It is therefore an object of the present invention to conceive a method of the kind set forth in such a manner that a more favorable compromise is reached between the need for an enhanced resolution, or reduced aliasing structures, on the one hand and the duration of the navigator pulses on the other hand.
This object is achieved in a first manner which is characterized in that the variation in time of the gradient magnetic fields is such that there are generated at least two MR signals which correspond to an excitation in the k space along a mutually offset trajectories, and in that the MR signals are combined.
The two (or more) MR signals can be generated by means of two (or more) RF pulses, the gradient fields that are active in conjunction therewith being configured in such a manner that the k space is traversed along offset trajectories. When these MR signals (or the Fourier transforms of these MR signals) are combined, the same spatial resolution, or reduction of the aliasing structures, can be achieved as if the k space were excited along all trajectories by means of a single RF pulse of the same duration.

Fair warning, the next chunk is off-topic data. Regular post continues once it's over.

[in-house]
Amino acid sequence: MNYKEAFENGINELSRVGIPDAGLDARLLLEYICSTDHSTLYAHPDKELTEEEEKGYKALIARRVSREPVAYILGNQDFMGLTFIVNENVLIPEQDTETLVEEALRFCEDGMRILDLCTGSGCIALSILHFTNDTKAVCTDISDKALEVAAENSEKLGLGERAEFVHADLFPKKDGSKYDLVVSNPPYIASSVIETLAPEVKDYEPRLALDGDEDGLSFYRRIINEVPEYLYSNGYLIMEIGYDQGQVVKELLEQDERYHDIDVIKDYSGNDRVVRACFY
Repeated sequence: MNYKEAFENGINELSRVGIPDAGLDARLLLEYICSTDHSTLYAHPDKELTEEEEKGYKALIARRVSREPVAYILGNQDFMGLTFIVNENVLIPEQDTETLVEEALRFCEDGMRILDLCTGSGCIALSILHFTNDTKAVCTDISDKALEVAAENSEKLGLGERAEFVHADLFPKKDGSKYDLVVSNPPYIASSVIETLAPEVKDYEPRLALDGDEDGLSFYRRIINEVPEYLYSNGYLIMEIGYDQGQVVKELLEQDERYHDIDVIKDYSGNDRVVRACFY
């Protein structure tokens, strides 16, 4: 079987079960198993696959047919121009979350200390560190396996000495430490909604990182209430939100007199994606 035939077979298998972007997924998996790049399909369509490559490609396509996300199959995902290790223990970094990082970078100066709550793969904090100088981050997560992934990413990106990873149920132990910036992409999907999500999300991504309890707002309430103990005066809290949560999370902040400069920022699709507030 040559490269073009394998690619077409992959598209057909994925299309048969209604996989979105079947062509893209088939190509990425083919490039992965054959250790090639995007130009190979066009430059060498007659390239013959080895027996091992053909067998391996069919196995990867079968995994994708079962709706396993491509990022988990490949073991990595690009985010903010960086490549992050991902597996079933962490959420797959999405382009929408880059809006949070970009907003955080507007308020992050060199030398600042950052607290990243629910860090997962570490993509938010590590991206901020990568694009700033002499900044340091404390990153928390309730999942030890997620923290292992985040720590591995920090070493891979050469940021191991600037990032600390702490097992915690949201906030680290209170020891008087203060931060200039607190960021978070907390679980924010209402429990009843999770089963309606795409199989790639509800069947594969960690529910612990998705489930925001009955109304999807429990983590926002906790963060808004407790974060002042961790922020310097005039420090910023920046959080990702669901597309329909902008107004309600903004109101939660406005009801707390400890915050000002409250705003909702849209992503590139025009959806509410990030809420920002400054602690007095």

However, such MR signals can also be generated by utilizing only a single RF pulse and by reading out the excited nuclear magnetization several times along different trajectories. This yields the same effect as would be obtained by using an RF pulse of the same duration and gradient fields having such a strength that all (mutually offset) trajectories were traversed with this single RF pulse.